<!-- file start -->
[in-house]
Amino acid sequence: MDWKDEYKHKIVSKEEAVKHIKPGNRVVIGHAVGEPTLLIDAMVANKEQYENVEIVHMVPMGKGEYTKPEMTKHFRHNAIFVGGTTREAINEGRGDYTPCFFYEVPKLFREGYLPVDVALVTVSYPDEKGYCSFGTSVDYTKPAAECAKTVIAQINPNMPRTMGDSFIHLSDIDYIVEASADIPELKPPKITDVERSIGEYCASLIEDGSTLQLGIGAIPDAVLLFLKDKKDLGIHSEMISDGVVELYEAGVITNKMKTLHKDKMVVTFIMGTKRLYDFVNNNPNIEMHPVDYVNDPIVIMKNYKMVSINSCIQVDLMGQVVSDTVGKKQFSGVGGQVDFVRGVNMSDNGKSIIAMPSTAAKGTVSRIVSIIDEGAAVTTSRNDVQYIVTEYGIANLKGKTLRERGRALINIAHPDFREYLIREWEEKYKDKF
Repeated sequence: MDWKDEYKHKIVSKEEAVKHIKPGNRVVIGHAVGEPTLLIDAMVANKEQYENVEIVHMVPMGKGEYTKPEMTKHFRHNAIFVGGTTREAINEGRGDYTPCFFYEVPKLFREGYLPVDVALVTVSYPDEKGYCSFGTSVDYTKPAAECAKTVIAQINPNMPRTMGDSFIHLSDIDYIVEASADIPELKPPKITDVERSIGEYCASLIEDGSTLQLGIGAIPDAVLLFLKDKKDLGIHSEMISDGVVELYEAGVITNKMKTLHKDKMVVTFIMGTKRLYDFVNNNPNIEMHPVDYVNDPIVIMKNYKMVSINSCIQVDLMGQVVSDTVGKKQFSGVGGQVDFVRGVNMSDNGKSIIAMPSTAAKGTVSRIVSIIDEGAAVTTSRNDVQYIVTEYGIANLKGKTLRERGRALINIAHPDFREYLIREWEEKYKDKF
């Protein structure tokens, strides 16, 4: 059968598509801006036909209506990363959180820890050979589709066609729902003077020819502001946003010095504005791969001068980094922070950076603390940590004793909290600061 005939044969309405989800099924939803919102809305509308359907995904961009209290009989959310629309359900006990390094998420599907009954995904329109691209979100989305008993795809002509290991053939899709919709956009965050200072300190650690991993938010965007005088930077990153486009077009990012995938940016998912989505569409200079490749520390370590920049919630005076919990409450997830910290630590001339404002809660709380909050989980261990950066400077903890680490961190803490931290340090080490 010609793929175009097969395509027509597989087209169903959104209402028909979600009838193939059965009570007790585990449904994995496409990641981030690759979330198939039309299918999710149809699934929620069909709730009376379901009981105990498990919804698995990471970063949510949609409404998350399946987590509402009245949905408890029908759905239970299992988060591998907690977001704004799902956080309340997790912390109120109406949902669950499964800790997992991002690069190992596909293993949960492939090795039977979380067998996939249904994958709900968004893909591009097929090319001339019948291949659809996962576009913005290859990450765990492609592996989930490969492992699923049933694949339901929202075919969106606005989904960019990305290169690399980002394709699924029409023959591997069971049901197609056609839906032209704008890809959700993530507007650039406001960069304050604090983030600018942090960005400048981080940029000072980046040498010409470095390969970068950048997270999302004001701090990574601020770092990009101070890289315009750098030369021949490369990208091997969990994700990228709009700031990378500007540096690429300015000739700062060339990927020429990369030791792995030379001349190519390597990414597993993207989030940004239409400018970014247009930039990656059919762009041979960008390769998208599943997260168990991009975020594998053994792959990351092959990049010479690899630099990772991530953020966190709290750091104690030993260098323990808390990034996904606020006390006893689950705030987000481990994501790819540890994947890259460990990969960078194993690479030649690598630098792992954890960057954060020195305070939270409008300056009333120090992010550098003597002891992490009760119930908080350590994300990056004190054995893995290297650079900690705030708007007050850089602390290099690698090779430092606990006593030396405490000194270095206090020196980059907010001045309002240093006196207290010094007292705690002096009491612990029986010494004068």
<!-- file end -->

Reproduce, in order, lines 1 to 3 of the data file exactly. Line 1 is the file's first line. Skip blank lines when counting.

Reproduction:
[in-house]
Amino acid sequence: MDWKDEYKHKIVSKEEAVKHIKPGNRVVIGHAVGEPTLLIDAMVANKEQYENVEIVHMVPMGKGEYTKPEMTKHFRHNAIFVGGTTREAINEGRGDYTPCFFYEVPKLFREGYLPVDVALVTVSYPDEKGYCSFGTSVDYTKPAAECAKTVIAQINPNMPRTMGDSFIHLSDIDYIVEASADIPELKPPKITDVERSIGEYCASLIEDGSTLQLGIGAIPDAVLLFLKDKKDLGIHSEMISDGVVELYEAGVITNKMKTLHKDKMVVTFIMGTKRLYDFVNNNPNIEMHPVDYVNDPIVIMKNYKMVSINSCIQVDLMGQVVSDTVGKKQFSGVGGQVDFVRGVNMSDNGKSIIAMPSTAAKGTVSRIVSIIDEGAAVTTSRNDVQYIVTEYGIANLKGKTLRERGRALINIAHPDFREYLIREWEEKYKDKF
Repeated sequence: MDWKDEYKHKIVSKEEAVKHIKPGNRVVIGHAVGEPTLLIDAMVANKEQYENVEIVHMVPMGKGEYTKPEMTKHFRHNAIFVGGTTREAINEGRGDYTPCFFYEVPKLFREGYLPVDVALVTVSYPDEKGYCSFGTSVDYTKPAAECAKTVIAQINPNMPRTMGDSFIHLSDIDYIVEASADIPELKPPKITDVERSIGEYCASLIEDGSTLQLGIGAIPDAVLLFLKDKKDLGIHSEMISDGVVELYEAGVITNKMKTLHKDKMVVTFIMGTKRLYDFVNNNPNIEMHPVDYVNDPIVIMKNYKMVSINSCIQVDLMGQVVSDTVGKKQFSGVGGQVDFVRGVNMSDNGKSIIAMPSTAAKGTVSRIVSIIDEGAAVTTSRNDVQYIVTEYGIANLKGKTLRERGRALINIAHPDFREYLIREWEEKYKDKF